“Call zis numba, selleck buttin une aind sum one will besable to elp yu.”

“Will they speak English to assist?”

“Qui, yiz.”

These were the instructions communicated by the young fella serving us at the time we purchased our mobile sim card on arriving into France. Sometime the data connection as been a little patchy however mostly we have had cloud connectivity.

Extremely important when hot spotting the technology and searching for a bed to lay the head when establishments WIFI isn’t secured. Mostly about wanting the little pad lock icon in the bottom right hand corner when hooking into ones network.

Our data connection is due to expire in two days time so we followed the instructions given to the inth degree.

Outcome, plan A failed so plan B – we ended up cycling 5 kms to a mall to visit a Bouygeus Telecom shop (our provider) where the shop assistant didn’t speak an once of English which dampend our customer service experience, him having no enthused interest to our pending situation. Plan C – lets speak with the receptionist at tonights accommodation place (they can usually speak a little Anglais) and try to get sorted.

We rode back the 5 kms to our starting point at the head of the harbour to compose ourselves which was more to remove the woollen prolyprops. The temperature was scrambling up the thermometre quickly this autumn day or perhaps it was the little up and down ridden out to he mall and back. Huge mall too, our start of transitioning back into rat race suburbia I guess kind of began as we count up the days left remaining in the Northern hemisphere.

To see the tide in that raised the boats off the mud flaps from yesterday was a great constrasting view. There was something about Pornic that had some pull to wish we had of stayed a little longer, a flirtatious attraction of the sorts. Nothing to do with its name either!

The La Velodyssee cycleway took us away from the coastline for most of the cycling and inland to where vast wet lands criss-cross the topography. Lots of turning right then left then right and some straight before another left. It was a smorgesboard of grasslands, inland wetlands, arable land, urbanized areas, heterogeneious (diverse in character) agricultural areas and coastal wetlands.

But, and this was a dissappointing but, the waterways we followed today were significantly polluted. The contamination, maybe hundreds of years in the evolution, was horrendous. The stench from some of them, putrid. The waterways also act as a boundary for stock, the only fences were to block crossing accessway onto the land. And some of the surface layer experienced today was banked up raw putrid shit. Plastic bottled water unfortunately, will be a forever thing here.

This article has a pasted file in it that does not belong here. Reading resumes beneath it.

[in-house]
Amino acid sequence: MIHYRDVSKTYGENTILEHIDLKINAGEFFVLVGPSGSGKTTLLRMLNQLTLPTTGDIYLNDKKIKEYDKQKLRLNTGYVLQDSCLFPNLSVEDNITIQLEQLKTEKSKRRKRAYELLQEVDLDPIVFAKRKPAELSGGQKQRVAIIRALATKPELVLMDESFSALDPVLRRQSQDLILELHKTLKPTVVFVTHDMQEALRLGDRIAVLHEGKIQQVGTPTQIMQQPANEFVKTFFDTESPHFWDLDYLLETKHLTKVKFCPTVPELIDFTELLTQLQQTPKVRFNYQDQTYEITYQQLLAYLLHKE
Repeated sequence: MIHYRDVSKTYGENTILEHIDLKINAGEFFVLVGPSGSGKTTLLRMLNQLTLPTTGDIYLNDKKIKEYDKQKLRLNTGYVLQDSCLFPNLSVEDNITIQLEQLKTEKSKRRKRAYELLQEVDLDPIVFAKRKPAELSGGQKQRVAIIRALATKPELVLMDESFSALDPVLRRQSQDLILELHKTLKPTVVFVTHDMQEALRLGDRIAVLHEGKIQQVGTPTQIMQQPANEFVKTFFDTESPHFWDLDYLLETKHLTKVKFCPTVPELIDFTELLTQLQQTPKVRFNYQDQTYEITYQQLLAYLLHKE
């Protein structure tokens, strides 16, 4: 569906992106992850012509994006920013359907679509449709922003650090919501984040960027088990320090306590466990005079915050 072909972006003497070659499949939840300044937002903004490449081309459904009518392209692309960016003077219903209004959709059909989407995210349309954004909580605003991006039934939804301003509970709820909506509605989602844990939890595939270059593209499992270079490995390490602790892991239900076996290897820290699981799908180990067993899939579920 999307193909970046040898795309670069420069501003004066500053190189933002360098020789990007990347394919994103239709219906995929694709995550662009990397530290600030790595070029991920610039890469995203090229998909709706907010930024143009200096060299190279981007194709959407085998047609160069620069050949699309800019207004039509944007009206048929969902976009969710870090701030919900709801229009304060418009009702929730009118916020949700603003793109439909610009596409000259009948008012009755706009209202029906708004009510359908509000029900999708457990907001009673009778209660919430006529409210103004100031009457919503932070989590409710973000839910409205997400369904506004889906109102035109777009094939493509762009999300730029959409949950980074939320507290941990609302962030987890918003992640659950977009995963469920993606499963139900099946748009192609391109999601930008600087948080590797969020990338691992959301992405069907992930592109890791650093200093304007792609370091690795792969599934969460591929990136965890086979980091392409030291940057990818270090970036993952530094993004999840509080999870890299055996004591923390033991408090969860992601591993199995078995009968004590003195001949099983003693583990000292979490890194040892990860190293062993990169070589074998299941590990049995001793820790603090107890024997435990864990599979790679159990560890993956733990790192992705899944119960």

There was a little sweat grime riding into quite a strong head wind. Wind turbines got larger, close enough to hear their swooshing blades rotating, making the most of what we were pushing into. A little longer on the saddles today and a huge difference from the picturesque coast line, most definitely.

We arrived at out accommodation to check in. Oh dear, the receptionist didn’t speak and ounce of Anglais! We needed to now find a plan D. And that coincidently happened shortly after our arrival when Dorian rang to ask where we were and that he had an idea and did we have plans for dinner? We arranged to do another face to face catch up which was just magic. Only he was 2.5 hours away and would need to drive to us for which he did. How cool was that.

We used the time to laundry both ourselves and our clothes, sort out accommodation for tomorrow night (strong secured wifi where we were staying, awesome) and BClaire attend to some work tasks. When Dorian arrived around 7.30pm, he was able to understand the receptionist suggesting where to eat which was another township approx. 10-15 minutes drive away. Got a little lost when a ‘Deviation’ sign had us detour without any further signs as to where the hell to go, a few dejavue moments driving down the same streets in circles! The township looked closed. But here in France, they eat their dinner late and we found what we were looking for which was patroned by others. Even others came in after us to eat.

Amongst the face time yackity yack, plan D failed. No one at the other end of the phone to take our call. Plan E, be present with Dorian as we ate and chatted some more. Walking back to his van, another place was opened so we decided to have a farewell drink. It was a craft beer place with a heap of different brews. The sour beer certainly makes the face winch up!

Dorian delievered us back after some more circle driving of the township. We bid him farewell for a final time. He was really keen for us to visit his turangawaewae – his place of belonging.

A another plan hatched for another time.

(Footnote: full cudos to New Zealanders pushing the stance to clean up our polluted waterways for future generations. Have enough reasons, trust us).